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Nelson-Atkins set to open Bloch Galleries of European Art

Henry Bloch inside the Bloch Galleries of European Art at the Nelson-Atkins Museum of Art.Photo by Mark McDonald

Next week, on March 11, the Bloch Galleries of European Art at the Nelson-Atkins Museum of Art will be open to the public.

The Bloch Galleries feature 29 masterpieces from the Marion and Henry Bloch collection.  

The Bloch collection of impressionist and post-impressionist European paintings has been incorporated into the museum’s permanent collection of European art in the Bloch Galleries. Julian Zugazagoitia, Menefee D. and Mary Louise Blackwell director and CEO of the Nelson-Atkins Museum of Art, said the Bloch collection has been transformative. He added that the collection demonstrates the Bloch family’s commitment to the museum and serves as a permanent resource for Kansas City, the country and beyond. 

“It takes the Nelson to another level,” said Zugazagoitia. “It is totally transformed. His collection would marry the collection in the DNA of the Nelson. Thanks to Henry, we could make a transformative difference in Kansas City and the world of art.”

Bloch has been associated with the Nelson-Atkins for decades and at one time served as chair of the trustees. Originally, he planned to donate the masterworks that he and his wife, Marion, collected for decades upon his death. After his wife’s passing, however, Bloch decided to donate their art to the museum and to Kansas City, a place he has always called home. In addition to gifting his paintings to the museum, The Marion and Henry Bloch Family Foundation funded $12 million for the renovation of the Bloch Galleries, located in the northeast section of the original 1933 museum building.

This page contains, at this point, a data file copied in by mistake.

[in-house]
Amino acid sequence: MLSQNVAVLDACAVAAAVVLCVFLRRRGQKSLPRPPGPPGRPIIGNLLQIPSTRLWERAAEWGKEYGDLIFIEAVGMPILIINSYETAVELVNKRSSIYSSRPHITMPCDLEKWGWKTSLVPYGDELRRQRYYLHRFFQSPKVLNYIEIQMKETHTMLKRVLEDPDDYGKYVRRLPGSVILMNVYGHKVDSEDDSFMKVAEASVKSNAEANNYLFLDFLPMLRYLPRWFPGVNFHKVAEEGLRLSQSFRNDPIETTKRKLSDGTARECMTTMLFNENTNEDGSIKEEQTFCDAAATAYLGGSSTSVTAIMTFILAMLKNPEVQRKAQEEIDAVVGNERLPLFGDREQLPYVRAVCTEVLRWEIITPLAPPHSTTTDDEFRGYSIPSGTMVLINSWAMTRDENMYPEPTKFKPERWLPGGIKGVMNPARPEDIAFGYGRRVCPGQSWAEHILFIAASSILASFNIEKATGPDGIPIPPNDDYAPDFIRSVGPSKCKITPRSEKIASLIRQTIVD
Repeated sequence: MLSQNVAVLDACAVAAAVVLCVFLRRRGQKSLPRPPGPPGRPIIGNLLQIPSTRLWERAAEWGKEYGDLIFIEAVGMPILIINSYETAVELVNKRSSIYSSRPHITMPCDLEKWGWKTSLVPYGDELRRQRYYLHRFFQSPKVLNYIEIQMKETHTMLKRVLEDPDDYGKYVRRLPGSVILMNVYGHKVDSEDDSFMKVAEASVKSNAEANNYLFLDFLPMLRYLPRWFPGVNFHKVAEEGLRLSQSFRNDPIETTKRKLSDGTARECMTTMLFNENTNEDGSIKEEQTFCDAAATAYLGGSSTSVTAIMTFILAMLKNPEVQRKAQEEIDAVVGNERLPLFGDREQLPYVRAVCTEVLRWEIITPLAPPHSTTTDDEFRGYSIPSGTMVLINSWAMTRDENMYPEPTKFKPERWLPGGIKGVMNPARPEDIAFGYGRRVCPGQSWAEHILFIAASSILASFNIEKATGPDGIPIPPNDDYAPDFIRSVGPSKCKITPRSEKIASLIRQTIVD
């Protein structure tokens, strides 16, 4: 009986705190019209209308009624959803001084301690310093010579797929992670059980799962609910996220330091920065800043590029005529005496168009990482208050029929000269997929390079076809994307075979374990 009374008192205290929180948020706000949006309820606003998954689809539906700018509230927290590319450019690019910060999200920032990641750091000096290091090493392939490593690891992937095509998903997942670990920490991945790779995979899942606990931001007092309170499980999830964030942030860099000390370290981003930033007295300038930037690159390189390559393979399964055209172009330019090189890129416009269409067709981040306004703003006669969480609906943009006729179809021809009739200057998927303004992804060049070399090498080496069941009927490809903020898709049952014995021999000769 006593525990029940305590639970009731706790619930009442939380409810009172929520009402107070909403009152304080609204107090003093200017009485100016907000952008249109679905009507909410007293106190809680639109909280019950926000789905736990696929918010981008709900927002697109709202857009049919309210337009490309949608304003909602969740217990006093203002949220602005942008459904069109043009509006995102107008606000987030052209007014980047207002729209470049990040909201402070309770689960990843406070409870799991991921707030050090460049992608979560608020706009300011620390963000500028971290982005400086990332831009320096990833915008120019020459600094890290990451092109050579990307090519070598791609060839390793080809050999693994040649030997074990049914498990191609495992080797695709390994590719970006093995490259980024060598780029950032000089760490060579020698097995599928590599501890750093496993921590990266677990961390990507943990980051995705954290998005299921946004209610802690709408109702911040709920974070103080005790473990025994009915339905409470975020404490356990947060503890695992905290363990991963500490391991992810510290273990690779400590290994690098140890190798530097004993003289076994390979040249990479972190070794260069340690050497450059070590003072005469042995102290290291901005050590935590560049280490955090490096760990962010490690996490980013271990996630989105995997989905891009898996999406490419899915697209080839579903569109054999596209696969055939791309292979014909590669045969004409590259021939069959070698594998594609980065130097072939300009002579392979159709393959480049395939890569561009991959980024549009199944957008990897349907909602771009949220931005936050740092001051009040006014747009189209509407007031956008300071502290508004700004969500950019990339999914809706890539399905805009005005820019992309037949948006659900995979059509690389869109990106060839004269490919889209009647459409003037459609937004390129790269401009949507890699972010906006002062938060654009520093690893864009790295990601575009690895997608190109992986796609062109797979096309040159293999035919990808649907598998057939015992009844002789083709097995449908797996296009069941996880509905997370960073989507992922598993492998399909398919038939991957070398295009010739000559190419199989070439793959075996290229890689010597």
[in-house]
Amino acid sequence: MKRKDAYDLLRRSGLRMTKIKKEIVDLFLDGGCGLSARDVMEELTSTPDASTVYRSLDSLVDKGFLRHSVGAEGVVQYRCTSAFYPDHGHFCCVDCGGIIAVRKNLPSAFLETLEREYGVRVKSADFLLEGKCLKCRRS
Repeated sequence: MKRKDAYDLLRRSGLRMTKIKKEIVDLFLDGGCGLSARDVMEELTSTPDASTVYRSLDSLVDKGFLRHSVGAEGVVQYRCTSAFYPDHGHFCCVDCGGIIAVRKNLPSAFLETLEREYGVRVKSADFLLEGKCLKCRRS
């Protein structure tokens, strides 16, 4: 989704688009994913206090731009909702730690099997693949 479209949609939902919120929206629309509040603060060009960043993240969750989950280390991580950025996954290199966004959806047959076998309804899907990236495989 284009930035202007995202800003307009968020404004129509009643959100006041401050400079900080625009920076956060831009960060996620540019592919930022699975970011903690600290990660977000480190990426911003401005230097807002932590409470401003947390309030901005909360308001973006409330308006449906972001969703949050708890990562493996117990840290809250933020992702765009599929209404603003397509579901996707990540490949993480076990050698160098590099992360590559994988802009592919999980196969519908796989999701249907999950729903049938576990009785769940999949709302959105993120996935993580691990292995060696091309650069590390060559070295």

“We not only gave the paintings, we paid for the walls,” said Bloch. “I am thrilled with it to keep all 29 pieces together for the city.”

Bloch, co-founder of H&R Block and member of The Temple, Congregation B’nai Jehudah, said he has given to Kansas City throughout his life, including more than 30 years with the Nelson-Atkins. Bloch considers the Nelson-Atkins a Kansas City treasure, as well as a national resource. He was happy to locate a permanent home for his collection, a place where the art is secure in a fire-proof facility and can be enjoyed by anyone in the museum.  

“It’s a wonderful museum,” said Bloch. “If the museum weren’t here, I don’t know what we would have done. I would have hated to see them go out of town.”

The Bloch collection nearly doubled the museum’s current supply of impressionist and post-impressionist art. Each of the 29 paintings has a small blue square on its description plaque to designate they are part of the Bloch collection. The Bloch collection includes masterpieces by Edouard Manet, Claude Monet, Vincent van Gough, Paul Gauguin, Paul Cezanne and Henri Matisse. The first painting the Blochs purchased was Auguste Renoir’s “Woman Leaning on her Elbows” in 1976. Their last piece was Camille Pissarro’s “Chestnut Gove at Louvenciennes” they acquired in 1997. Bloch’s favorite is an oil by Alfred Sisley titled “The Locke of Saint-Mammes.” He was not fond of the painting until he found just the right frame, and then it became his favorite, he said.